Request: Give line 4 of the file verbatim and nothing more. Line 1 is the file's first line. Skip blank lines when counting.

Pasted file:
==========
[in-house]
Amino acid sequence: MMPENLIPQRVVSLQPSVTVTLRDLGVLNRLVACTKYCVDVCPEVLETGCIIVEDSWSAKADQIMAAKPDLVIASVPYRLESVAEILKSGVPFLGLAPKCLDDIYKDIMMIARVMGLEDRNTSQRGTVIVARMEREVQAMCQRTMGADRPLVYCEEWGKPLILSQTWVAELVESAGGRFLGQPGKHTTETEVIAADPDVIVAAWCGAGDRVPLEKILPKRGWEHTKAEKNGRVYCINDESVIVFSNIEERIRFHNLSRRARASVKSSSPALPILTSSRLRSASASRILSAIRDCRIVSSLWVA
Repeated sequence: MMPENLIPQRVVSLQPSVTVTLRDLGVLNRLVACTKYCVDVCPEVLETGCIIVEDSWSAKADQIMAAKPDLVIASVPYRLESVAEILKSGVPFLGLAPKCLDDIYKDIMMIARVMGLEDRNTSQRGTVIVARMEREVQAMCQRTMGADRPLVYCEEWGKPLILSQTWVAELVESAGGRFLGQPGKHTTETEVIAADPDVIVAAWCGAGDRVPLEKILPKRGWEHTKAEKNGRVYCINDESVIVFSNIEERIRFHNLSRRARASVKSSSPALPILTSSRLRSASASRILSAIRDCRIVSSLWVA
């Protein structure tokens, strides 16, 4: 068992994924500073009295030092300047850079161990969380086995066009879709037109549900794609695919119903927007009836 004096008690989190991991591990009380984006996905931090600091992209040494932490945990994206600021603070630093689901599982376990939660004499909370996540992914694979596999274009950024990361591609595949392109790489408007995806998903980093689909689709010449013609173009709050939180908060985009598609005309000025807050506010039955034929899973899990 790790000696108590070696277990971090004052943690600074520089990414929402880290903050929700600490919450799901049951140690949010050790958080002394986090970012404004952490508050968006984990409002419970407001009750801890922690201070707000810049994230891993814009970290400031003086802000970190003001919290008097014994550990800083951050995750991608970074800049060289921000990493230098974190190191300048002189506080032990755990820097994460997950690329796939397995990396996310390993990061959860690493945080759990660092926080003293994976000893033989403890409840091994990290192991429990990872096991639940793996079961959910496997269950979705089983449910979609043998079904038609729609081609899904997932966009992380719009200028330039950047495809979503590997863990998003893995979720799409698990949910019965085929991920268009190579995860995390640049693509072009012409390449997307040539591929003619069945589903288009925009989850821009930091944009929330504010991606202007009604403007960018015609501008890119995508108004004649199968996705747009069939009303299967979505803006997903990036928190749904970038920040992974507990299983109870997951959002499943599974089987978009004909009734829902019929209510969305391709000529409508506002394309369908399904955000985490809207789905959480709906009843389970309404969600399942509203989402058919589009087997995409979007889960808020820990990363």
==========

């Protein structure tokens, strides 16, 4: 068992994924500073009295030092300047850079161990969380086995066009879709037109549900794609695919119903927007009836 004096008690989190991991591990009380984006996905931090600091992209040494932490945990994206600021603070630093689901599982376990939660004499909370996540992914694979596999274009950024990361591609595949392109790489408007995806998903980093689909689709010449013609173009709050939180908060985009598609005309000025807050506010039955034929899973899990 790790000696108590070696277990971090004052943690600074520089990414929402880290903050929700600490919450799901049951140690949010050790958080002394986090970012404004952490508050968006984990409002419970407001009750801890922690201070707000810049994230891993814009970290400031003086802000970190003001919290008097014994550990800083951050995750991608970074800049060289921000990493230098974190190191300048002189506080032990755990820097994460997950690329796939397995990396996310390993990061959860690493945080759990660092926080003293994976000893033989403890409840091994990290192991429990990872096991639940793996079961959910496997269950979705089983449910979609043998079904038609729609081609899904997932966009992380719009200028330039950047495809979503590997863990998003893995979720799409698990949910019965085929991920268009190579995860995390640049693509072009012409390449997307040539591929003619069945589903288009925009989850821009930091944009929330504010991606202007009604403007960018015609501008890119995508108004004649199968996705747009069939009303299967979505803006997903990036928190749904970038920040992974507990299983109870997951959002499943599974089987978009004909009734829902019929209510969305391709000529409508506002394309369908399904955000985490809207789905959480709906009843389970309404969600399942509203989402058919589009087997995409979007889960808020820990990363």